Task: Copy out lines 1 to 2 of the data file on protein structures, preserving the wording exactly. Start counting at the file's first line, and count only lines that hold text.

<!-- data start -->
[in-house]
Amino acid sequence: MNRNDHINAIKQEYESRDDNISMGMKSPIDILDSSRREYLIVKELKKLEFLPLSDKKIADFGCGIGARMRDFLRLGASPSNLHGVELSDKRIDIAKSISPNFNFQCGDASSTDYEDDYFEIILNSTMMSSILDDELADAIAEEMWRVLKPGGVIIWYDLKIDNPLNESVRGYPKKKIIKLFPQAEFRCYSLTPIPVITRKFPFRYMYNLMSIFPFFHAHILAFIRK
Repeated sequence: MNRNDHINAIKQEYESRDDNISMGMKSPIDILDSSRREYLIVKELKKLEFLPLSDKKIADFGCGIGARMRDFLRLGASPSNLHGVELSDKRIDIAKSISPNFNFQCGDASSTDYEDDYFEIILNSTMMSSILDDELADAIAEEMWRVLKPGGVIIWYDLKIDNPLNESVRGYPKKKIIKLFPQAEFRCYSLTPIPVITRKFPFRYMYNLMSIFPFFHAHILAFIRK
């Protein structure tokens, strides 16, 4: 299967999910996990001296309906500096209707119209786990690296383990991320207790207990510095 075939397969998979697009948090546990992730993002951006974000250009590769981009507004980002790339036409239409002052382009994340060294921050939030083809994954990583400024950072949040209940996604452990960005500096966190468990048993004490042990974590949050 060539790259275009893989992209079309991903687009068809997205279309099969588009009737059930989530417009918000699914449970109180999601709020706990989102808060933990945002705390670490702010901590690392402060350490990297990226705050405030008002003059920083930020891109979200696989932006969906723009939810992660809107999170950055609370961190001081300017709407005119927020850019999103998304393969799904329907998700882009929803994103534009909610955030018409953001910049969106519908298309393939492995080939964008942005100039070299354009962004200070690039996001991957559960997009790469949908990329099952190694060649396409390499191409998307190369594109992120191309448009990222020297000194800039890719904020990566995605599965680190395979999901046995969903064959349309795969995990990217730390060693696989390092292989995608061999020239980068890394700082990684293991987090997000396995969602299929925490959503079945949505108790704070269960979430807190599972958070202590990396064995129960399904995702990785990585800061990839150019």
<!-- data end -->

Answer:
[in-house]
Amino acid sequence: MNRNDHINAIKQEYESRDDNISMGMKSPIDILDSSRREYLIVKELKKLEFLPLSDKKIADFGCGIGARMRDFLRLGASPSNLHGVELSDKRIDIAKSISPNFNFQCGDASSTDYEDDYFEIILNSTMMSSILDDELADAIAEEMWRVLKPGGVIIWYDLKIDNPLNESVRGYPKKKIIKLFPQAEFRCYSLTPIPVITRKFPFRYMYNLMSIFPFFHAHILAFIRK